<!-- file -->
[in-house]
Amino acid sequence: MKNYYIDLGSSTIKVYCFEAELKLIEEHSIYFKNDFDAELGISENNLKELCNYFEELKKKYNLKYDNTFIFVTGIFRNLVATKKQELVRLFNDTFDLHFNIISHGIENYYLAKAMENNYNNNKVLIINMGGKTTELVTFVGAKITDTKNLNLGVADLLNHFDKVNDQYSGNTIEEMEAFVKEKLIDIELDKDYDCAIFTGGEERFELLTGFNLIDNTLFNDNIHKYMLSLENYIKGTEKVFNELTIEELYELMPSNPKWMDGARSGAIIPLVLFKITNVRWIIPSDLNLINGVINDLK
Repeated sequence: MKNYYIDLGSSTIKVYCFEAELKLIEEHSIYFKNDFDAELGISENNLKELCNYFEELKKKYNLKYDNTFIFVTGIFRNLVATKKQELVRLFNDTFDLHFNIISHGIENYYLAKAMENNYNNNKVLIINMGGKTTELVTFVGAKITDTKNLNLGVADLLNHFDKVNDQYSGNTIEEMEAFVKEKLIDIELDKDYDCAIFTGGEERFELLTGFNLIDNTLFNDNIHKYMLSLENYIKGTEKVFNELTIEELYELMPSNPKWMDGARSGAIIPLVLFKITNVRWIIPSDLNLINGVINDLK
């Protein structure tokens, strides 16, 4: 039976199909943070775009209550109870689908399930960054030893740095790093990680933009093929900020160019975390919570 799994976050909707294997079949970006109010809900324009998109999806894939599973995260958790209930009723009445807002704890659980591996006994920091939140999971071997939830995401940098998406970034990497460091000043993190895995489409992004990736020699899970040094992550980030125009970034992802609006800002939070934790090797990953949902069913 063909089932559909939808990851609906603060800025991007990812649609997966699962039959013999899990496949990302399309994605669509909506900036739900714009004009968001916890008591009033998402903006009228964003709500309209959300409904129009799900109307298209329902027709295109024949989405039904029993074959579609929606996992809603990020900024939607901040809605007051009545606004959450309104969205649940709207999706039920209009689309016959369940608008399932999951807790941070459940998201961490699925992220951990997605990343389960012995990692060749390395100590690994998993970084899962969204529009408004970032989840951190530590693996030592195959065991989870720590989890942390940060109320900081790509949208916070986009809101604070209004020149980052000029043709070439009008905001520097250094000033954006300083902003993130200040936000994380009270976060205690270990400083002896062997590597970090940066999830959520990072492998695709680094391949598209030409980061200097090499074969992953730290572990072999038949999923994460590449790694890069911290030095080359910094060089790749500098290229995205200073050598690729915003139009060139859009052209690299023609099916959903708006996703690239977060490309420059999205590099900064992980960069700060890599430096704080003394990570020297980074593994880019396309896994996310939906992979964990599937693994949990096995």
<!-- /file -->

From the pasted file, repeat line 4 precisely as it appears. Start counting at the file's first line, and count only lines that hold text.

């Protein structure tokens, strides 16, 4: 039976199909943070775009209550109870689908399930960054030893740095790093990680933009093929900020160019975390919570 799994976050909707294997079949970006109010809900324009998109999806894939599973995260958790209930009723009445807002704890659980591996006994920091939140999971071997939830995401940098998406970034990497460091000043993190895995489409992004990736020699899970040094992550980030125009970034992802609006800002939070934790090797990953949902069913 063909089932559909939808990851609906603060800025991007990812649609997966699962039959013999899990496949990302399309994605669509909506900036739900714009004009968001916890008591009033998402903006009228964003709500309209959300409904129009799900109307298209329902027709295109024949989405039904029993074959579609929606996992809603990020900024939607901040809605007051009545606004959450309104969205649940709207999706039920209009689309016959369940608008399932999951807790941070459940998201961490699925992220951990997605990343389960012995990692060749390395100590690994998993970084899962969204529009408004970032989840951190530590693996030592195959065991989870720590989890942390940060109320900081790509949208916070986009809101604070209004020149980052000029043709070439009008905001520097250094000033954006300083902003993130200040936000994380009270976060205690270990400083002896062997590597970090940066999830959520990072492998695709680094391949598209030409980061200097090499074969992953730290572990072999038949999923994460590449790694890069911290030095080359910094060089790749500098290229995205200073050598690729915003139009060139859009052209690299023609099916959903708006996703690239977060490309420059999205590099900064992980960069700060890599430096704080003394990570020297980074593994880019396309896994996310939906992979964990599937693994949990096995």